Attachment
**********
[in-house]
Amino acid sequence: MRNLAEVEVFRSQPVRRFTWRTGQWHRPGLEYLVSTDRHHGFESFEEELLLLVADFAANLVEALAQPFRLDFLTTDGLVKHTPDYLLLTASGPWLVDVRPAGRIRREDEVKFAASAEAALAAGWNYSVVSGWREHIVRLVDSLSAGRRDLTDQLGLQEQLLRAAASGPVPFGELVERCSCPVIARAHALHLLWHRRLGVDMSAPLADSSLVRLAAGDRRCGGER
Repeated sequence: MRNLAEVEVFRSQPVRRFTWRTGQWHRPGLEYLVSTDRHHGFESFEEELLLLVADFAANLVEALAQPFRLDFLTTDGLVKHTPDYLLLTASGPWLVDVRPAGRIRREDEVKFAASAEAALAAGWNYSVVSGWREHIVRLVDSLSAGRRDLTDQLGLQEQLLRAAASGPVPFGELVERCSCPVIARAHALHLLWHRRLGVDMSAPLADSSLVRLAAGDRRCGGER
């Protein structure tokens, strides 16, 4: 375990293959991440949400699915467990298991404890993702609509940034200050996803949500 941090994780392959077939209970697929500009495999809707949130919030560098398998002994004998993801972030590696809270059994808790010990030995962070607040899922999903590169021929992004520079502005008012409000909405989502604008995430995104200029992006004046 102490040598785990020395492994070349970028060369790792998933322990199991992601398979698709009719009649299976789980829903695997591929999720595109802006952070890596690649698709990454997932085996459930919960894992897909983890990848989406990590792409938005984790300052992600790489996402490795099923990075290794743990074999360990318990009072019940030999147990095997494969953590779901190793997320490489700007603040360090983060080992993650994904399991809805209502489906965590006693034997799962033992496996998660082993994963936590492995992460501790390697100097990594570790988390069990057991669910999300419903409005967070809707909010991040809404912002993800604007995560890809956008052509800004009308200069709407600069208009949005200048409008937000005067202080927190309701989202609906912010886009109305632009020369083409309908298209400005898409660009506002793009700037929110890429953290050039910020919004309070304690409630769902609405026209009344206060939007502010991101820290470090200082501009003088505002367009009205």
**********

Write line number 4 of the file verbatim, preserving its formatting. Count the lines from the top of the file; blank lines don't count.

């Protein structure tokens, strides 16, 4: 375990293959991440949400699915467990298991404890993702609509940034200050996803949500 941090994780392959077939209970697929500009495999809707949130919030560098398998002994004998993801972030590696809270059994808790010990030995962070607040899922999903590169021929992004520079502005008012409000909405989502604008995430995104200029992006004046 102490040598785990020395492994070349970028060369790792998933322990199991992601398979698709009719009649299976789980829903695997591929999720595109802006952070890596690649698709990454997932085996459930919960894992897909983890990848989406990590792409938005984790300052992600790489996402490795099923990075290794743990074999360990318990009072019940030999147990095997494969953590779901190793997320490489700007603040360090983060080992993650994904399991809805209502489906965590006693034997799962033992496996998660082993994963936590492995992460501790390697100097990594570790988390069990057991669910999300419903409005967070809707909010991040809404912002993800604007995560890809956008052509800004009308200069709407600069208009949005200048409008937000005067202080927190309701989202609906912010886009109305632009020369083409309908298209400005898409660009506002793009700037929110890429953290050039910020919004309070304690409630769902609405026209009344206060939007502010991101820290470090200082501009003088505002367009009205």